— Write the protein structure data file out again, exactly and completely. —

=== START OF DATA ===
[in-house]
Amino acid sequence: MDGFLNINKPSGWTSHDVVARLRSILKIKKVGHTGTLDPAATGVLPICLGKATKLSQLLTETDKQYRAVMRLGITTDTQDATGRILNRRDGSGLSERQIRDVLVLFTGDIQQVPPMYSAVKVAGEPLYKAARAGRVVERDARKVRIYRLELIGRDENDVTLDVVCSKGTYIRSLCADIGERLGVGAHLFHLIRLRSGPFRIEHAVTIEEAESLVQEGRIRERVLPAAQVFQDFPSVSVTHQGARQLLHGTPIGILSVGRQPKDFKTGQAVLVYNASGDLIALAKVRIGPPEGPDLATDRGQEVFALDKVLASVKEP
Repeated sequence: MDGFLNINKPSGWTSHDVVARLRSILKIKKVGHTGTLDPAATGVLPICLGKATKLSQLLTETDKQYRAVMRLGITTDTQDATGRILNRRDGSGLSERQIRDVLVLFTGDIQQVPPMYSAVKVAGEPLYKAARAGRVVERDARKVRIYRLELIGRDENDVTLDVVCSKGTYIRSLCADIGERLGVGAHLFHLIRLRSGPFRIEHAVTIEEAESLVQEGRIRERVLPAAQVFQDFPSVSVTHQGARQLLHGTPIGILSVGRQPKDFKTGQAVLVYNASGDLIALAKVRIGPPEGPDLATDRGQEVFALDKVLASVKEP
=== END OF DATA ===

[in-house]
Amino acid sequence: MDGFLNINKPSGWTSHDVVARLRSILKIKKVGHTGTLDPAATGVLPICLGKATKLSQLLTETDKQYRAVMRLGITTDTQDATGRILNRRDGSGLSERQIRDVLVLFTGDIQQVPPMYSAVKVAGEPLYKAARAGRVVERDARKVRIYRLELIGRDENDVTLDVVCSKGTYIRSLCADIGERLGVGAHLFHLIRLRSGPFRIEHAVTIEEAESLVQEGRIRERVLPAAQVFQDFPSVSVTHQGARQLLHGTPIGILSVGRQPKDFKTGQAVLVYNASGDLIALAKVRIGPPEGPDLATDRGQEVFALDKVLASVKEP
Repeated sequence: MDGFLNINKPSGWTSHDVVARLRSILKIKKVGHTGTLDPAATGVLPICLGKATKLSQLLTETDKQYRAVMRLGITTDTQDATGRILNRRDGSGLSERQIRDVLVLFTGDIQQVPPMYSAVKVAGEPLYKAARAGRVVERDARKVRIYRLELIGRDENDVTLDVVCSKGTYIRSLCADIGERLGVGAHLFHLIRLRSGPFRIEHAVTIEEAESLVQEGRIRERVLPAAQVFQDFPSVSVTHQGARQLLHGTPIGILSVGRQPKDFKTGQAVLVYNASGDLIALAKVRIGPPEGPDLATDRGQEVFALDKVLASVKEP